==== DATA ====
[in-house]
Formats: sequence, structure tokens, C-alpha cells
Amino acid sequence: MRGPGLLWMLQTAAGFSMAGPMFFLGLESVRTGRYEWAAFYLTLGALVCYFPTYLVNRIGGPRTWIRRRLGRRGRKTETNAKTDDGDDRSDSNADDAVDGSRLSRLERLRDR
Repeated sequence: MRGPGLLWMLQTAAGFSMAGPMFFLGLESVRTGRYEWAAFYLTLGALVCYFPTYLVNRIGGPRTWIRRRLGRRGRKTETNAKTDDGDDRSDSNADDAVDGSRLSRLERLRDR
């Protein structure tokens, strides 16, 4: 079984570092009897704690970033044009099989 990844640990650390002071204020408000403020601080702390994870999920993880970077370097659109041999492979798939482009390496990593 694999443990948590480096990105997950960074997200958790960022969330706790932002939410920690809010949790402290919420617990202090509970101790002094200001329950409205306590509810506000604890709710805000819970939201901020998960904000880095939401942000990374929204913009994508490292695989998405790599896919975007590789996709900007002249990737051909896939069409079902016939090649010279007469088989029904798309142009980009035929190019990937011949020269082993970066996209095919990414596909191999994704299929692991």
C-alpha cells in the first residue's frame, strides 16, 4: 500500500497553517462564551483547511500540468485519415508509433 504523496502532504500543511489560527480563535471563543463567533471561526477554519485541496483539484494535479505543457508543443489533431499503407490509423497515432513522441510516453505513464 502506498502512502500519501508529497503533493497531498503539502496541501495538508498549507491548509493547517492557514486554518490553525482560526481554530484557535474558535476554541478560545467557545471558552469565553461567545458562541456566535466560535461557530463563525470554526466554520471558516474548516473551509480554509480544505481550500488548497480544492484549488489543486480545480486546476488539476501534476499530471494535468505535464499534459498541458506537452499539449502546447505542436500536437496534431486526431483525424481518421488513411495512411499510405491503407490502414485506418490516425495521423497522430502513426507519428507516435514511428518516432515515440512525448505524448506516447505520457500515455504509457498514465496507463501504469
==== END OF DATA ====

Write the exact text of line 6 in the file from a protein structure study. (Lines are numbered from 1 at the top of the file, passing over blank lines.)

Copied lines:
C-alpha cells in the first residue's frame, strides 16, 4: 500500500497553517462564551483547511500540468485519415508509433 504523496502532504500543511489560527480563535471563543463567533471561526477554519485541496483539484494535479505543457508543443489533431499503407490509423497515432513522441510516453505513464 502506498502512502500519501508529497503533493497531498503539502496541501495538508498549507491548509493547517492557514486554518490553525482560526481554530484557535474558535476554541478560545467557545471558552469565553461567545458562541456566535466560535461557530463563525470554526466554520471558516474548516473551509480554509480544505481550500488548497480544492484549488489543486480545480486546476488539476501534476499530471494535468505535464499534459498541458506537452499539449502546447505542436500536437496534431486526431483525424481518421488513411495512411499510405491503407490502414485506418490516425495521423497522430502513426507519428507516435514511428518516432515515440512525448505524448506516447505520457500515455504509457498514465496507463501504469